Whenever anyone finds out that I grew up in Saskatchewan, they inevitably ask if I lived on a farm. They imagine that I drove a combine in overalls with a wheat straw dangling from my lips. That, or if I know their cousin/uncle/friend, so-and-so because Saskatchewan is a tiny, small, flat place where everyone knows everyone.

Truth be told, I had a pretty idyllic upbringing. I grew up in an area where many people didn’t lock their doors during the day. I rode my bike everywhere, including downtown and to the river. I took the bus or walked to school from the age of 9. During the hot, sweltering summers, my parents didn’t even look for me until sometime around dinner, and without mountains, the sun seemed to take forever to set. Then, there were the winters. The bright morning sun belied how bitterly cold it was outside. It didn’t matter how many sweaters or thermal underwear you had on, the cold bore its way through all of those layers to remind you how tough those Saskatchewan winters truly were.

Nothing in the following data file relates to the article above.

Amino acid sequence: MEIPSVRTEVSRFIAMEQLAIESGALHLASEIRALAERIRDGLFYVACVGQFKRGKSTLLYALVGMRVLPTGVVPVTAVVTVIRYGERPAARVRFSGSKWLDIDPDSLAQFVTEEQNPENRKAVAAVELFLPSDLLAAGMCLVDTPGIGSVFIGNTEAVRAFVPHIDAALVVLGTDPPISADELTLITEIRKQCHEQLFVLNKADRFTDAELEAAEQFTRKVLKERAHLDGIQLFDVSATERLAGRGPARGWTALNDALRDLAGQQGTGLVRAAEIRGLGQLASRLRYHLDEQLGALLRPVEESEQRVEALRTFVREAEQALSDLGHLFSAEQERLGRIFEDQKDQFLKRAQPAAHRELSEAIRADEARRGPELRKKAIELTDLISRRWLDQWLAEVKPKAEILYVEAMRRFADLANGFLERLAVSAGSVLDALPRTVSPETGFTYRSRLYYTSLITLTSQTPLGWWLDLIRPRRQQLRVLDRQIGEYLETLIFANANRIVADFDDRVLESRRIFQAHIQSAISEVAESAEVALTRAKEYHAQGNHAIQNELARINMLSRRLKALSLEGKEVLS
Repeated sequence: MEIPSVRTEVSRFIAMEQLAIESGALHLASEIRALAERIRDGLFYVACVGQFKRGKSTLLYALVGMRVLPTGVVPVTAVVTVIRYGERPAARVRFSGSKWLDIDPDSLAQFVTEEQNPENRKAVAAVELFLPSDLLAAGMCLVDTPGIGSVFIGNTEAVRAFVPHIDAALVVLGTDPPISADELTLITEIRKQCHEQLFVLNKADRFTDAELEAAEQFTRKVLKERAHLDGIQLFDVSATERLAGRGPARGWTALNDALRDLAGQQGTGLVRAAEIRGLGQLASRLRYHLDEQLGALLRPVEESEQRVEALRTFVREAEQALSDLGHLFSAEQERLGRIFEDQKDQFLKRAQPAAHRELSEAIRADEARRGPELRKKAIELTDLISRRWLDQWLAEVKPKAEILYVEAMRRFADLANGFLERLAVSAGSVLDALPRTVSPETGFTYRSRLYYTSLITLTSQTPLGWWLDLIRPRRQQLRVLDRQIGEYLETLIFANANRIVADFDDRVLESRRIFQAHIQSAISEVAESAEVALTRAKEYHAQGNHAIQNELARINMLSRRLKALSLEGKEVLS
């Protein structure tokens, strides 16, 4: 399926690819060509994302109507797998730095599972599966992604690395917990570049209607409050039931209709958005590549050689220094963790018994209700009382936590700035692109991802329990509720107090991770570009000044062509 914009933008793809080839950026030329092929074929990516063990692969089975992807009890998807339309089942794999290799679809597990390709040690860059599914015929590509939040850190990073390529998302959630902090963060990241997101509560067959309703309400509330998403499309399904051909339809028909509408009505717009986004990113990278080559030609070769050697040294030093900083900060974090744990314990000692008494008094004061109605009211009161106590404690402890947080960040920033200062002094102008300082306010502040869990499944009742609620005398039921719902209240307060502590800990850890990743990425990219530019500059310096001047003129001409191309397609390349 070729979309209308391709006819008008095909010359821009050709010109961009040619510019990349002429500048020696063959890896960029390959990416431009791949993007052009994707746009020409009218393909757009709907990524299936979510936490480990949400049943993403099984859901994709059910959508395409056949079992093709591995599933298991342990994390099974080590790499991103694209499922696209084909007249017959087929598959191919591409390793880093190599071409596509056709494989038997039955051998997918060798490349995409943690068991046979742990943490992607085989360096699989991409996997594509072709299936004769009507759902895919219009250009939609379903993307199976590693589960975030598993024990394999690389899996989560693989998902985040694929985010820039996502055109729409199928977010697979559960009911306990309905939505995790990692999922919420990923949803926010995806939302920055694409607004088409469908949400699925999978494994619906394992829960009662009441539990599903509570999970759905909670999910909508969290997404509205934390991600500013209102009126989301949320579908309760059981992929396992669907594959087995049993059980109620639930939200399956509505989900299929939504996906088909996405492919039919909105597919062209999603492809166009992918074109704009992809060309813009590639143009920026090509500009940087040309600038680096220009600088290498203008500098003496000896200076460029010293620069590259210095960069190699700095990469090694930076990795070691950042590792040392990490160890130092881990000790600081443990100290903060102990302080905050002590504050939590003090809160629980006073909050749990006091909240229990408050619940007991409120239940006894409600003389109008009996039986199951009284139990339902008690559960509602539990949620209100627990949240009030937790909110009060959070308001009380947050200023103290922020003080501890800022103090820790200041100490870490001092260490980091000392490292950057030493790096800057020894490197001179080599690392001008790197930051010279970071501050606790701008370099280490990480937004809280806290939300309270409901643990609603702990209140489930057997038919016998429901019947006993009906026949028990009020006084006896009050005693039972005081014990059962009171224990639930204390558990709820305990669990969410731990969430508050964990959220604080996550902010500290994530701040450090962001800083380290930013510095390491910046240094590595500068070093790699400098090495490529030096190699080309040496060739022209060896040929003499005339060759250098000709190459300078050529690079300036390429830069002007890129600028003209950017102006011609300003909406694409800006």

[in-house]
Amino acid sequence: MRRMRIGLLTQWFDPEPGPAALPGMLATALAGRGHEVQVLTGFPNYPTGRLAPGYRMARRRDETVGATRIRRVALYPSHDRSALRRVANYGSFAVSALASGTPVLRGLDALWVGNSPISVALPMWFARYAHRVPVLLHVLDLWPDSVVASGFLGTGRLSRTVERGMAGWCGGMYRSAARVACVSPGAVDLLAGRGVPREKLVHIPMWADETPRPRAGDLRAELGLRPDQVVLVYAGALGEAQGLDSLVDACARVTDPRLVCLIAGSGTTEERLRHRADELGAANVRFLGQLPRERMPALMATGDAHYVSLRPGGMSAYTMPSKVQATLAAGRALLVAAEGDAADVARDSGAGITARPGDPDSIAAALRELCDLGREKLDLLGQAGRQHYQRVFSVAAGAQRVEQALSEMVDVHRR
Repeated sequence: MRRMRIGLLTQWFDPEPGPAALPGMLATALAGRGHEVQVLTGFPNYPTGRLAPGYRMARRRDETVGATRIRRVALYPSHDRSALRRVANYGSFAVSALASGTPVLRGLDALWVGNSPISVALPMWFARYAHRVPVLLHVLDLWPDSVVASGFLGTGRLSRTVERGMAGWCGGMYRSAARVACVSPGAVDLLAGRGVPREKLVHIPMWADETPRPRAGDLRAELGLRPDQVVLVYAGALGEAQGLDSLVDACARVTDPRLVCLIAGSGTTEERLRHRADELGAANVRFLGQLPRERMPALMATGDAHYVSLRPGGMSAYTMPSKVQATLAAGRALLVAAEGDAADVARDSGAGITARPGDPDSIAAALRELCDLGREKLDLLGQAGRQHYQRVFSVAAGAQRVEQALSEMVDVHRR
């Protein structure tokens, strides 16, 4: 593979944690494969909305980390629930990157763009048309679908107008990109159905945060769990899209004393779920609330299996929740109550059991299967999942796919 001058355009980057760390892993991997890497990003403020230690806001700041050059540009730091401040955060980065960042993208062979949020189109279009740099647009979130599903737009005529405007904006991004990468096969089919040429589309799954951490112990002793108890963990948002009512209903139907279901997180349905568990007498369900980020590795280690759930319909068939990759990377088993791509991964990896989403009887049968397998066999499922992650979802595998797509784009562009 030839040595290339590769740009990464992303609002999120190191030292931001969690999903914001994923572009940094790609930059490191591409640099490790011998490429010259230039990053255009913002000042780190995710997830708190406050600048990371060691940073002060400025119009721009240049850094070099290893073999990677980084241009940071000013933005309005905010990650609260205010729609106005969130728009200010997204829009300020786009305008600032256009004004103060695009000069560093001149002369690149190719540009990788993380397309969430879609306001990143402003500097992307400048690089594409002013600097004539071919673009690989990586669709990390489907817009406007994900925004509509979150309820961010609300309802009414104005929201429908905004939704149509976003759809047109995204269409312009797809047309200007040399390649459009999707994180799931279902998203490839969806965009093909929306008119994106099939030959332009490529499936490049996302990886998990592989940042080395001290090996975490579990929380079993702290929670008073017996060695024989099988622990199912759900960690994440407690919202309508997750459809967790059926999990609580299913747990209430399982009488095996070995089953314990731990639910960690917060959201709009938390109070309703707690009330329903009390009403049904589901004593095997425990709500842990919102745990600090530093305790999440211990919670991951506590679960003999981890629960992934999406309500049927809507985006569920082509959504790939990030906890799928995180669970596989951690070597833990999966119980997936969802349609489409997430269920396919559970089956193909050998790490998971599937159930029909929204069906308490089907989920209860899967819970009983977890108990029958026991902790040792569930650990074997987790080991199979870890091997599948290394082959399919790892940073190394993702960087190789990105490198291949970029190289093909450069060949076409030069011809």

Living in Saskatchewan was a right of passage. The spikes in the weather alone were enough to challenge the hardiest souls and still are. We didn’t have the tropical or Chinook winds to warm us. We didn’t have the bounty of the ocean or border large US cities or have mega malls to spend our money.

What we do have is the most loyal, butt-kickingest and craziest fans you will ever meet. And the rowdiest in Canada (ranked by MSN Sports). Fans wear watermelons. On. Their. Heads.